Patches That Heal: Transdermal Systems for Mental Illness
FDA approves first transdermal patch for schizophrenia.
Posted Nov 20, 2019
Patients and prescribers alike are familiar with the vast array of psychiatric medicines available to treat mental illnesses. They are often less aware that certain psychotropics can be delivered via a “patch” through the top layers of the skin.
The recent decision by the U.S. Food and Drug Administration (FDA) to approve the first transdermal therapeutic system to treat adults with schizophrenia (Secuado) stoked renewed interest in psychopharmacology via patch.
There are more than 20 transdermal therapeutic systems approved by the FDA for use in the United States. (See table below.) Often, people tend to associate these systems with uses such as birth control, nicotine replacement therapy, or motion sickness prevention. Increasingly, transdermal delivery offers a promising alternative route for drug administration in behavioral health. As such, providers, patients and members of their support system should have a basic understanding of the common patch medicines for mental illness currently on the market, as well as their benefits and limitations.
Some of the transdermal drugs that act on the central nervous system include cholinesterase inhibitors for dementia; methylphenidate for attention deficit hyperactivity disorder (ADHD); monoamine oxidase inhibitors (MAOIs) for depression; dopamine agonists for Parkinson's disease and restless leg syndrome; and clonidine for ADHD and impulse control disorders.
Transdermal drug delivery offers several potential benefits:
- Ease of use and convenience for patients. Patches may be applied to the skin once a day or even once a week, which dramatically simplifies the treatment regimen for those taking multiple doses of oral preparations.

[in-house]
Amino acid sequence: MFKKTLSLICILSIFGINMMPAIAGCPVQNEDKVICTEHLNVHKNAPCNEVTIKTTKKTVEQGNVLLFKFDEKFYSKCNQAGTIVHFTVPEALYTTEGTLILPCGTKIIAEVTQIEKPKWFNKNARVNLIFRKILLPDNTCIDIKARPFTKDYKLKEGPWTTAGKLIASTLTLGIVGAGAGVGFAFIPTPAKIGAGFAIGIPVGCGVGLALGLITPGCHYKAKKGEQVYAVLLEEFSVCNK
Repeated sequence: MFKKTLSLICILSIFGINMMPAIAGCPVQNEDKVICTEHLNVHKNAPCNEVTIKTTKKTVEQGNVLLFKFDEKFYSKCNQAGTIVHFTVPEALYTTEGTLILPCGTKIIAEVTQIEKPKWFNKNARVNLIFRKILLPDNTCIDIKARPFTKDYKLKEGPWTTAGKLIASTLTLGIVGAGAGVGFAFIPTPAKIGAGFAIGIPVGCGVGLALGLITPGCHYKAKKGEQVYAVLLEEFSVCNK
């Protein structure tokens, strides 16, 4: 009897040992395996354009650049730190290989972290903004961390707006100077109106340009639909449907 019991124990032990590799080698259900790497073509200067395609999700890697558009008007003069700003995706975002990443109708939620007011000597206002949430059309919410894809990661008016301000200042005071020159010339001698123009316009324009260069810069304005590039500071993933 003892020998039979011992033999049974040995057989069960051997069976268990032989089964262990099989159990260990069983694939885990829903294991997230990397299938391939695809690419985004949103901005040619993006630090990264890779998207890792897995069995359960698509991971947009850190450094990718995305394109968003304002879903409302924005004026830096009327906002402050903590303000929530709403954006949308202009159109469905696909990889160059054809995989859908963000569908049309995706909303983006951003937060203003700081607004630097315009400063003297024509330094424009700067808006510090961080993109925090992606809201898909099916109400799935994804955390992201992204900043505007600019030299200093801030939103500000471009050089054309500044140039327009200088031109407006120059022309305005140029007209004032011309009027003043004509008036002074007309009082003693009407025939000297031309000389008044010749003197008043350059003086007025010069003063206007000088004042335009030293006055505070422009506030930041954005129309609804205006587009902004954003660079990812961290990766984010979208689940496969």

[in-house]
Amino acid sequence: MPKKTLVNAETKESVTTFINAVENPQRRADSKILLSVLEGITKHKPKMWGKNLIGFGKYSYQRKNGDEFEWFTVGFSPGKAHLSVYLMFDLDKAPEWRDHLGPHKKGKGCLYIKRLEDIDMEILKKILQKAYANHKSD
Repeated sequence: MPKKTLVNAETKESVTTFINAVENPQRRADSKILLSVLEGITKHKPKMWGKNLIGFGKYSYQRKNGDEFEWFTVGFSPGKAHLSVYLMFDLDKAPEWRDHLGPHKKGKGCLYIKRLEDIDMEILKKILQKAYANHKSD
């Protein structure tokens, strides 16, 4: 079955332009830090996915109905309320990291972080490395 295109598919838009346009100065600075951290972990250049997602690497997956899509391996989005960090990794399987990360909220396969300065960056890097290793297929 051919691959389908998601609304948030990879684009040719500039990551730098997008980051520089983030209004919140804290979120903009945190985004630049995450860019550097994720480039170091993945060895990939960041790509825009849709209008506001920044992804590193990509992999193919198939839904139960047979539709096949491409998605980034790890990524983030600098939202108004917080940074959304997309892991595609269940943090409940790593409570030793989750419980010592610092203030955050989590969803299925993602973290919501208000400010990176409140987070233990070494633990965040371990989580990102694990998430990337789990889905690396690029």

- Enhanced compliance. Patches are noninvasive and can be self-administered. They provide a visual reminder for patients and caregivers that treatment has been dispensed. They also provide an alternative for patients who have difficulty swallowing.
- Rate-controlled dosage delivery. By controlling the dosage release, there is no metabolism through the gastrointestinal system, preventing fluctuating plasma concentrations that are often seen with orally administered medicines.
Limitations and Safety Concerns
These systems do have some limitations and safety concerns, including:
- Skin irritation. Contact dermatitis is the most common type of reaction seen at the site of patch application. It is most often the result of exposure to the agent being administered or to the structural components of the patch itself. It presents as a sharply demarcated rash that conforms to the area where the patch was applied. In general, these cutaneous reactions can be managed by rotating the application site, placing the patch on less sensitive areas of the skin (e.g., upper arm or hip) or reducing the duration of patch adhesion.
- Effective patch adhesion. Absorption of the medicine can be compromised if the patch does not remain in contact with the skin. Patch adhesion can be especially difficult during the summer or for those engaged in swimming or other strenuous physical activities that cause excessive sweating.
- Molecular delivery challenges. Only some molecules can successfully be delivered through the skin. Traditional patch systems are limited to small, relatively lipophilic molecules that can pass through the outer layers of the skin. Most psychotropics are poorly suited for transdermal delivery because of their large size and molecular complexity; only a narrow range of molecules can be delivered through the skin using available technologies.
- Slower onset. Transdermal therapeutic systems can take longer to become active than oral or intravenous forms of similar medications. With any medication, however, it’s important to allow ample time to evaluate the effectiveness.
The emergence of transdermal delivery for medicines with psychotropic properties will facilitate the ability to customize therapy for patients by altering the duration of therapy, minimizing variable metabolism in the gut and minimizing the potential for drug-drug interactions. It will also decrease the risk for gastrointestinal tract irritation.
With its approval of Secuado, the FDA has expanded treatment options for schizophrenia in a new and exciting direction. Future advances in delivery technologies could expand the number and broaden the clinical use of available drugs in the psychiatric arena, allowing clinicians to overcome limitations of many oral medicines, the pain and inconvenience of injections, and the limited controlled-release options for both.